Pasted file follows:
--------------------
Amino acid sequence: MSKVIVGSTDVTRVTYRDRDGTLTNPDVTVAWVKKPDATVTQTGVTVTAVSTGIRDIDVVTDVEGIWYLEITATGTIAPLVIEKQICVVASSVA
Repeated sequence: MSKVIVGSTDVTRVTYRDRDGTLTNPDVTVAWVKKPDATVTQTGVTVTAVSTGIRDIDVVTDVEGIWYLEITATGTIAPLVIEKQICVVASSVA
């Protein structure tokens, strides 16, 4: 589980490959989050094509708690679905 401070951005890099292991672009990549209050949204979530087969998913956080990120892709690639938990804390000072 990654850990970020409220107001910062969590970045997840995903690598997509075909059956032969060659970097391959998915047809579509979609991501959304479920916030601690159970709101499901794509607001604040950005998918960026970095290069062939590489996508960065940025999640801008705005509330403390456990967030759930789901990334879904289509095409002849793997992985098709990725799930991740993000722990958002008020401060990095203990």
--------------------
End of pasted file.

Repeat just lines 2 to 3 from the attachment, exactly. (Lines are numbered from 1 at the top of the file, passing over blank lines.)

Repeated sequence: MSKVIVGSTDVTRVTYRDRDGTLTNPDVTVAWVKKPDATVTQTGVTVTAVSTGIRDIDVVTDVEGIWYLEITATGTIAPLVIEKQICVVASSVA
């Protein structure tokens, strides 16, 4: 589980490959989050094509708690679905 401070951005890099292991672009990549209050949204979530087969998913956080990120892709690639938990804390000072 990654850990970020409220107001910062969590970045997840995903690598997509075909059956032969060659970097391959998915047809579509979609991501959304479920916030601690159970709101499901794509607001604040950005998918960026970095290069062939590489996508960065940025999640801008705005509330403390456990967030759930789901990334879904289509095409002849793997992985098709990725799930991740993000722990958002008020401060990095203990």